LIFESTYLE

Bolivians carry human skulls in annual pagan festival
The devotees brought the skulls known as "natitas" for a short Mass at the cemetery Tuesday. They later played music, danced and lit candles.
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A decorated human skull or "natitas", sits on a blanket inside the Cementerio General chapel, during the Natitas Festival celebrations, in La Paz, Bolivia, Tuesday, Nov. 8, 2016. The "natitas" are cared for and decorated by faithful who use them as amulets believing they serve as protection, the tradition marks the end of the Catholic All Saints holiday, but is not recognized by the Catholic church. (AP Photo/Juan Karita)
(Copyright 2016 The Associated Press. All rights reserved.)

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A man holds a decorated human skull or "natitas," after a blessing by the priest inside the Cementerio General chapel, during the Natitas Festival celebrations, in La Paz, Bolivia, Tuesday, Nov. 8, 2016. The "natitas" are cared for and decorated by faithful who use them as amulets believing they serve as protection, the tradition marks the end of the Catholic All Saints holiday, but is not recognized by the Catholic church. (AP Photo/Juan Karita)
(Copyright 2016 The Associated Press. All rights reserved.)

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People hold their decorated human skulls or "natita," after the greeting by the priest inside the Cementerio General chapel during the Natitas Festival celebrations, in La Paz, Bolivia, Tuesday, Nov. 8, 2016. The "natitas" are cared for and decorated by faithful who use them as amulets believing they serve as protection, the tradition marks the end of the Catholic All Saints holiday, but is not recognized by the Catholic church. (AP Photo/Juan Karita)
(Copyright 2016 The Associated Press. All rights reserved.)

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A woman carries three decorated human skull or "natitas," as she waits to be greeted by the priest inside the Cementerio General chapel, during the Natitas Festival celebrations, in La Paz, Bolivia, Tuesday, Nov. 8, 2016. The "natitas" are cared for and decorated by faithful who use them as amulets believing they serve as protection, the tradition marks the end of the Catholic All Saints holiday, but is not recognized by the Catholic church. (AP Photo/Juan Karita)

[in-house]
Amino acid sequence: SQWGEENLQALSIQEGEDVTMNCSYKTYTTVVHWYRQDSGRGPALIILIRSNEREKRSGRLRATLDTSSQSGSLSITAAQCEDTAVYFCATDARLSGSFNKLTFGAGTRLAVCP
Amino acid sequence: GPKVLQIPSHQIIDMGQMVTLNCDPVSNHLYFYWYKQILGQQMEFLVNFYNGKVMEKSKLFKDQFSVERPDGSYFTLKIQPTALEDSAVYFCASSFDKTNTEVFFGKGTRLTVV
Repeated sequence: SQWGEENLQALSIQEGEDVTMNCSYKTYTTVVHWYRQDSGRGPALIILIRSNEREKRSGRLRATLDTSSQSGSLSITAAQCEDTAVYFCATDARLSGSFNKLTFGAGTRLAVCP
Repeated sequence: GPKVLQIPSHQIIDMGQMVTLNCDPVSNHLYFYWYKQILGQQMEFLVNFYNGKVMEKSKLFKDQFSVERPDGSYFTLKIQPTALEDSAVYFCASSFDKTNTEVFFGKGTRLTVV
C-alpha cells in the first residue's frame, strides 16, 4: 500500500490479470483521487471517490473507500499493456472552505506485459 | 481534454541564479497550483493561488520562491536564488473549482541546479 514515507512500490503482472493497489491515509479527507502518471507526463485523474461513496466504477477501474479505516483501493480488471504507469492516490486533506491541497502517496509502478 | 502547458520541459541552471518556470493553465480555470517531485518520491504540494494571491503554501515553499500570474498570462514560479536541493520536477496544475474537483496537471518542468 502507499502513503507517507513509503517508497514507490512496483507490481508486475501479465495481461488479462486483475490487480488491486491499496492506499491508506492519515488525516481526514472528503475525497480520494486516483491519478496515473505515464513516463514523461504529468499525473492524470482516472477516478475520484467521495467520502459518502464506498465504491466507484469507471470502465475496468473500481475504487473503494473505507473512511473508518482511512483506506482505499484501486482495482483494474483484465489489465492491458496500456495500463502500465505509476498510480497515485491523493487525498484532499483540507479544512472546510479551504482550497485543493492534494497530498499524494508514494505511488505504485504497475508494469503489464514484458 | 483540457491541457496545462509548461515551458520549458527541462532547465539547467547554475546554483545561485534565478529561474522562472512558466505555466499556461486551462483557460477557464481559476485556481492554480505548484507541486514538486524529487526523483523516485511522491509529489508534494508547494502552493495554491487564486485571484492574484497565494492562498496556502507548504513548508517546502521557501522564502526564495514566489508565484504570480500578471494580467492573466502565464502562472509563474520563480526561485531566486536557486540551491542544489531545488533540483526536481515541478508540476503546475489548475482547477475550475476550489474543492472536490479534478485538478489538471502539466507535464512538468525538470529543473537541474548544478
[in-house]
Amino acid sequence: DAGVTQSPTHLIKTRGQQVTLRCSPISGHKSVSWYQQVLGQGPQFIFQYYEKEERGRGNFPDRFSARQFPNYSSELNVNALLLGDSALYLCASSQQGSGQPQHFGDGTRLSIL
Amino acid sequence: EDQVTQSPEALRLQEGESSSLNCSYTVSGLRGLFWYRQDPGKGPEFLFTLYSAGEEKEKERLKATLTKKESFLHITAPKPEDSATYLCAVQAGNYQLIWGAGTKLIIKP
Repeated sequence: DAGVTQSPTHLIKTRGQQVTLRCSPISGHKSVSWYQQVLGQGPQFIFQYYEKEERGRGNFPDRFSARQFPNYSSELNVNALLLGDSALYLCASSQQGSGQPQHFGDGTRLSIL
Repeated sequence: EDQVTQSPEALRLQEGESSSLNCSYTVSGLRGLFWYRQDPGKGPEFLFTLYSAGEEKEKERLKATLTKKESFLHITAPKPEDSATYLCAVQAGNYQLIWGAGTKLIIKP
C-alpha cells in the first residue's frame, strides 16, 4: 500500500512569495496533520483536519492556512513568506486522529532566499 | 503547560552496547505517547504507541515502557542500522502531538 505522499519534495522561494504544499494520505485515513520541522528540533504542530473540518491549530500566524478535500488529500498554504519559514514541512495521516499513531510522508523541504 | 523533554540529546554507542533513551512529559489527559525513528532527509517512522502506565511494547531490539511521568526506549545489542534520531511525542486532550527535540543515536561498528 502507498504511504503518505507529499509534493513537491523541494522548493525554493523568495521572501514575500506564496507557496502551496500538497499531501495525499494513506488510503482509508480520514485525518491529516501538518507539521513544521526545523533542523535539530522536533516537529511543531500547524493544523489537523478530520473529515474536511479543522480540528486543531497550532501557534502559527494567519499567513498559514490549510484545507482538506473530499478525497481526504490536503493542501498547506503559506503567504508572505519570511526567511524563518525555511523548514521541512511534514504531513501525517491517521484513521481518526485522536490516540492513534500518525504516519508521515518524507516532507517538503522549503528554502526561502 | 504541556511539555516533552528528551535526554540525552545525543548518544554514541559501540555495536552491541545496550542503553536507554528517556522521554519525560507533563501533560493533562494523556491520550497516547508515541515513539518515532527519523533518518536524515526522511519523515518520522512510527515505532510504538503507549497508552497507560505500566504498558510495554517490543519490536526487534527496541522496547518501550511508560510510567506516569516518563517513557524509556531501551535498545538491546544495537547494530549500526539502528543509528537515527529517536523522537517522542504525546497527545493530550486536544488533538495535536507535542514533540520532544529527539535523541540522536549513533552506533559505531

(Copyright 2016 The Associated Press. All rights reserved.)

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A man balances a wooden framed glass case on head containing decorated human skulls or "natitas," inside the cementerio General chapel during the Natitas Festival celebrations in La Paz, Bolivia, Tuesday, Nov. 8, 2016. The "natitas" are cared for and decorated by faithful who use them as amulets believing they serve as protection, the tradition marks the end of the Catholic All Saints holiday, but is not recognized by the Catholic church. (AP Photo/Juan Karita)
(Copyright 2016 The Associated Press. All rights reserved.)

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A human skull or "natitas" wearing sun glasses, is displayed outside the Cementerio General chapel during the Natitas Festival celebrations, in La Paz, Bolivia, Tuesday, Nov. 8, 2016.The "natitas" are cared for and decorated by faithful who use them as amulets believing they serve as protection, the tradition marks the end of the Catholic All Saints holiday, but is not recognized by the Catholic church. (AP Photo/Juan Karita)
(Copyright 2016 The Associated Press. All rights reserved.)

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A woman holds a box with a decorated human skull or "natitas" as she waits to be greeted by the priest inside the Cementerio General chapel, during the Natitas Festival celebrations, in La Paz, Bolivia, Tuesday, Nov. 8, 2016. The "natitas" are cared for and decorated by faithful who use them as amulets believing they serve as protection, the tradition marks the end of the Catholic All Saints holiday, but is not recognized by the Catholic church. (AP Photo/Juan Karita)
(Copyright 2016 The Associated Press. All rights reserved.)

Bolivia_Skull_Festiva_Garc_3_

A woman carries a decorated human skull or "natitas," after a blessing by the priest inside the Cementerio General chapel, during the Natitas Festival celebrations, in La Paz, Bolivia, Tuesday, Nov. 8, 2016. The "natitas" are cared for and decorated by faithful who use them as amulets believing they serve as protection, the tradition marks the end of the Catholic All Saints holiday, but is not recognized by the Catholic church. (AP Photo/Juan Karita)
(Copyright 2016 The Associated Press. All rights reserved.)

Bolivians carry human skulls in annual pagan festival

The devotees brought the skulls known as "natitas" for a short Mass at the cemetery Tuesday. They later played music, danced and lit candles.

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